Kristin Olson, 66th Alice in Dairyland, kicked off the holiday season Friday, Nov. 15, by cutting the annual Christmas tree provided this year by the R&S Tree Farm in Neillsville.
The Robert Knoop family, of R&S Tree Farm, invited 4th graders from Neillsville Elementary to join in the festivities.
Students learned from Knoop about the history of the tree farm, which has been in operation for over 50 years. Knoop also shared with visitors the many steps that go into growing a Christmas tree. If cared for properly, a typical tree will grow approximately one foot per year; that means it takes about eight years to grow an eight-foot tree.
Before cutting the Christmas tree, Olson spoke about the importance of Christmas trees to Wisconsin agriculture. Wisconsin harvests 1.8 million Christmas trees each year, ranking the state 5th in the nation for the number of trees harvested. Purchasing Wisconsin-grown Christmas trees not only supports local tree farmers, but helps them provide habitats for animals and maintain a beautiful environment while supporting Wisconsinâ€™s economy, too.
"Christmas tree growers around the state have been working all year getting their trees ready for this season; they love being able to provide a real tree for families to enjoy," said Cheryl Nicholson, executive secretary of the Wisconsin Christmas Tree Producers Association.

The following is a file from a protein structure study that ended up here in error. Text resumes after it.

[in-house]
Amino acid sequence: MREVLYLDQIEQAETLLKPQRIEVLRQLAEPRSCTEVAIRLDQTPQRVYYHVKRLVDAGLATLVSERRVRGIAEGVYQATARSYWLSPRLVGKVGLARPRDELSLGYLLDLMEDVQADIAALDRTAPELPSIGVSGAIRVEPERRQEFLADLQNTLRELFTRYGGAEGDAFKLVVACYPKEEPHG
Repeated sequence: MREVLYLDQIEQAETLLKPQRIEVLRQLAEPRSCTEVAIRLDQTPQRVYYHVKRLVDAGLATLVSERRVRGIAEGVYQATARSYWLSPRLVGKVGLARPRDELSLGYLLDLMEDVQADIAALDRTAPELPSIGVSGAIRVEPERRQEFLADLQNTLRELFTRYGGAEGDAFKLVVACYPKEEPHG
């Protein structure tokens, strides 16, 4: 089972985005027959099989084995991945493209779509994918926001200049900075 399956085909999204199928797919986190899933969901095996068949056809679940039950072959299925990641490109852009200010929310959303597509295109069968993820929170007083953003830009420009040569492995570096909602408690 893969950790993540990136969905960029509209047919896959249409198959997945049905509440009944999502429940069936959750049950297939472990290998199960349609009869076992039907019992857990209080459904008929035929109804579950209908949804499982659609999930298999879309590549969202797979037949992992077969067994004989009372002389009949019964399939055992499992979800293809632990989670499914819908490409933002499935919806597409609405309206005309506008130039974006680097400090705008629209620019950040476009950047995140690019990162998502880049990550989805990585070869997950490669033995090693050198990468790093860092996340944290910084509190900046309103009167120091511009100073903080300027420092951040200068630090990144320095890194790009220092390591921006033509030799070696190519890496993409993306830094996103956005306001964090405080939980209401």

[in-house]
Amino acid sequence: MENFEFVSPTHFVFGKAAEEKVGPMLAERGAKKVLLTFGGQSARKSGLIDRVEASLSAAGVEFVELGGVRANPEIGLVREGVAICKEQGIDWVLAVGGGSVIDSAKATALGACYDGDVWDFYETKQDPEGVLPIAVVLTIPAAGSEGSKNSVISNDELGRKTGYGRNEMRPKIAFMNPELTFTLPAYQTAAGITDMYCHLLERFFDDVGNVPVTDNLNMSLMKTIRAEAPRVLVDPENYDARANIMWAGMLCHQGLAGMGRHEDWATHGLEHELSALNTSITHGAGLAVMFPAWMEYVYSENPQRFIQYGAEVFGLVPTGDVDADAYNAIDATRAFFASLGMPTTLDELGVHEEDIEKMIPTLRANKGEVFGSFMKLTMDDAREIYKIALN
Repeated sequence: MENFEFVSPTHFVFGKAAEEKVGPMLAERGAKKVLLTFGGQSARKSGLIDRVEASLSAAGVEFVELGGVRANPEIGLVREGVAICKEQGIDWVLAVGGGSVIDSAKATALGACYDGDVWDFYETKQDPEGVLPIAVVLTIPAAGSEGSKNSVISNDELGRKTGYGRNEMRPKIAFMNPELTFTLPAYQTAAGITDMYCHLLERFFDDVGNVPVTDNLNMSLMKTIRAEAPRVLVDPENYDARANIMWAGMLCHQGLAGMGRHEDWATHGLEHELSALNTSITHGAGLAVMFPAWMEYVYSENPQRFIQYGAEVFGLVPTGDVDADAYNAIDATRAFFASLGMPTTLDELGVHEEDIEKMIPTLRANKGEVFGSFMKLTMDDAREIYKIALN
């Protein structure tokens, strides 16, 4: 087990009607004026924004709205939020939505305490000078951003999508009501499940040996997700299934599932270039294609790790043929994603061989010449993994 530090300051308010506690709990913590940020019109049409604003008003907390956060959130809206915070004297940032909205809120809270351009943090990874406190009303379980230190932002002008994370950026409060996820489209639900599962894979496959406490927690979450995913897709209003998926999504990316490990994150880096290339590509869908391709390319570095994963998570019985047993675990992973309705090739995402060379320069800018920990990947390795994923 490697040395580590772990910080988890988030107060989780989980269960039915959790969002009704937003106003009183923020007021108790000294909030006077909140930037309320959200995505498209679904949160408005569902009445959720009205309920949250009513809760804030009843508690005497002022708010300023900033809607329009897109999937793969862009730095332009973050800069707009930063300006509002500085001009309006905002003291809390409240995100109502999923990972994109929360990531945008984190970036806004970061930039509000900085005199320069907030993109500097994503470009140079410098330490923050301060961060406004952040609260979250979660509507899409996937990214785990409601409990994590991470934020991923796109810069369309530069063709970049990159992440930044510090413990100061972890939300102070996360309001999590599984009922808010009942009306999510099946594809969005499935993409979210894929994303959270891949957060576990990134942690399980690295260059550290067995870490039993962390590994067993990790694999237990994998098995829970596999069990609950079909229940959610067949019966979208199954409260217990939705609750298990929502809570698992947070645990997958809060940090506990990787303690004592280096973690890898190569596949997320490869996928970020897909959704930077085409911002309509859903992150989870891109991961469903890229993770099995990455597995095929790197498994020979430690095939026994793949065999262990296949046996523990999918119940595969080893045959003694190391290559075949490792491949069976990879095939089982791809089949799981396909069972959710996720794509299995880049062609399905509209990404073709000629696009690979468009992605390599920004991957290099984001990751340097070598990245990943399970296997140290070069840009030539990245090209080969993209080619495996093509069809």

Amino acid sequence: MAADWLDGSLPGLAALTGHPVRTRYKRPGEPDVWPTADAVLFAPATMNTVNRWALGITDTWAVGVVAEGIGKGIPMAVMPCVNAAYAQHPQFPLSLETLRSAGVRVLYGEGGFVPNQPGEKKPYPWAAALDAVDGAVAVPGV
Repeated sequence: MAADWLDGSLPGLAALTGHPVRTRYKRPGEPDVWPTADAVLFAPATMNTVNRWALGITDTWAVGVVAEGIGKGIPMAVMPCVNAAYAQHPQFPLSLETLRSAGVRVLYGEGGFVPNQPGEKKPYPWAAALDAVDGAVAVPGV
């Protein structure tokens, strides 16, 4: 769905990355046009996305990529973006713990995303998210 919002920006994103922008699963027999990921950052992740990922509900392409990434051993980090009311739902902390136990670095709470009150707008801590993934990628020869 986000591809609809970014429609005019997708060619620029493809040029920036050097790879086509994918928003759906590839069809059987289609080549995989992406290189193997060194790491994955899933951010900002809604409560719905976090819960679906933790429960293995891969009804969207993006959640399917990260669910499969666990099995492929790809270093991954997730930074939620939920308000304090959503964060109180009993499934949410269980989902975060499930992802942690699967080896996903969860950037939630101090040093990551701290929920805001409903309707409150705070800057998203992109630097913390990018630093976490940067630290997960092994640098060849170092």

"The wonderful fragrance of the tree can bring back Christmas memories of the past," Nicholson added. "And for those who never had a real tree, they should experience it this year. Just like a bouquet of fresh flowers brightens their day, a fresh tree will brighten their holidays. They won't regret getting one."
Christmas tree producers make it easy to find just the right tree by offering both cut-your-own and pre-cut trees. Start family traditions this holiday season, and buy a Wisconsin-grown tree. To find one of Wisconsin's more than 400 licensed Christmas tree growers, visit www.christmastrees-wi.org today.
The Alice in Dairyland Christmas tree cutting was held in Clark County, which will host the 67th Alice in Dairyland finals on May 15-17. The county held the inaugural tree cutting ceremony in 2000, which was also the last time the county hosted the Alice in Dairyland finals. The Christmas tree cutting tradition has been alive and well ever since.
Alice in Dairyland is Wisconsin's agriculture ambassador. She travels over 40,000 miles each year to spread the word about our diverse agriculture industry. Alice in Dairyland can be reached by writing to Wisconsin Department of Agriculture, Trade and Consumer Protection (DATCP), 2811 Agriculture Drive, PO Box 8911, Madison, WI 53718.
Those interested can also schedule Alice for an upcoming event by contacting the Alice in Dairyland Program at 608-224-5115 or by e-mail at DATCPAlice@wisconsin.gov.
To learn more about Wisconsin's $59 billion agricultural industry visit her travel blog at www.wisconsinagconnection.com/alice, like her on Facebook (Alice in Dairyland) or follow on Twitter (Alice_Dairyland).